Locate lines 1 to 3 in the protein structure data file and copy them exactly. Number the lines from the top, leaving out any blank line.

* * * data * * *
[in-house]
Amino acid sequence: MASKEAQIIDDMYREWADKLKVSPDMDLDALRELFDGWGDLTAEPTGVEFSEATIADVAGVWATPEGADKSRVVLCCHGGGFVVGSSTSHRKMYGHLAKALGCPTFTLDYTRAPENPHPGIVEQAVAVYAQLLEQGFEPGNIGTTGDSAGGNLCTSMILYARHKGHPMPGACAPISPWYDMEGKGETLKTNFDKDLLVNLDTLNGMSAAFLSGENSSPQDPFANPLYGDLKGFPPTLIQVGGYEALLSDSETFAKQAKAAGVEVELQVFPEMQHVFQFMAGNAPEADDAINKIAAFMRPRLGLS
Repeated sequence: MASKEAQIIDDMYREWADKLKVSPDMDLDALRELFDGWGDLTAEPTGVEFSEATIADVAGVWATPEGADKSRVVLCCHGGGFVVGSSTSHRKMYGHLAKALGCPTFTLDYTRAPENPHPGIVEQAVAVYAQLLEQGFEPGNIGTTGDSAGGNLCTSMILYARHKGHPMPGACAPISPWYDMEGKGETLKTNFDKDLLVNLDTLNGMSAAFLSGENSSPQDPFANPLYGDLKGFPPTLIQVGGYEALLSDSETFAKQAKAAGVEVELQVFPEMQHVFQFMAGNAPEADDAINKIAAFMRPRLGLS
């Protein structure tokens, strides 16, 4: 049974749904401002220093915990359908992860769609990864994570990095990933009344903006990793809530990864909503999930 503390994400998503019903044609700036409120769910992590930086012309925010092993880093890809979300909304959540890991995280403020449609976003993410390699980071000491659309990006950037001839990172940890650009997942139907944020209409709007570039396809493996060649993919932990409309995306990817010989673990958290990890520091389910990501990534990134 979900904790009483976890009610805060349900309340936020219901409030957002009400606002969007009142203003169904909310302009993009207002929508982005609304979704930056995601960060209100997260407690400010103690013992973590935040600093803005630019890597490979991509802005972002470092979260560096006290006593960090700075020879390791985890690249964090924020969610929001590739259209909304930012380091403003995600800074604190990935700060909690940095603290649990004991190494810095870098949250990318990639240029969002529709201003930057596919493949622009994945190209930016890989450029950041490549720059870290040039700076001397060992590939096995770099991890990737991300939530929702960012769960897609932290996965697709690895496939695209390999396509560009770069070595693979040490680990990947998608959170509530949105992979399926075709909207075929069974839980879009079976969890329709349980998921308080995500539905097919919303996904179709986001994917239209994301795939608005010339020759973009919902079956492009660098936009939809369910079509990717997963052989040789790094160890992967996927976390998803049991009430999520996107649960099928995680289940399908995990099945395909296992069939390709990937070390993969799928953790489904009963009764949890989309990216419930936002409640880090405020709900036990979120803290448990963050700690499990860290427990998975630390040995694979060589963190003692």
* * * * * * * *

[in-house]
Amino acid sequence: MASKEAQIIDDMYREWADKLKVSPDMDLDALRELFDGWGDLTAEPTGVEFSEATIADVAGVWATPEGADKSRVVLCCHGGGFVVGSSTSHRKMYGHLAKALGCPTFTLDYTRAPENPHPGIVEQAVAVYAQLLEQGFEPGNIGTTGDSAGGNLCTSMILYARHKGHPMPGACAPISPWYDMEGKGETLKTNFDKDLLVNLDTLNGMSAAFLSGENSSPQDPFANPLYGDLKGFPPTLIQVGGYEALLSDSETFAKQAKAAGVEVELQVFPEMQHVFQFMAGNAPEADDAINKIAAFMRPRLGLS
Repeated sequence: MASKEAQIIDDMYREWADKLKVSPDMDLDALRELFDGWGDLTAEPTGVEFSEATIADVAGVWATPEGADKSRVVLCCHGGGFVVGSSTSHRKMYGHLAKALGCPTFTLDYTRAPENPHPGIVEQAVAVYAQLLEQGFEPGNIGTTGDSAGGNLCTSMILYARHKGHPMPGACAPISPWYDMEGKGETLKTNFDKDLLVNLDTLNGMSAAFLSGENSSPQDPFANPLYGDLKGFPPTLIQVGGYEALLSDSETFAKQAKAAGVEVELQVFPEMQHVFQFMAGNAPEADDAINKIAAFMRPRLGLS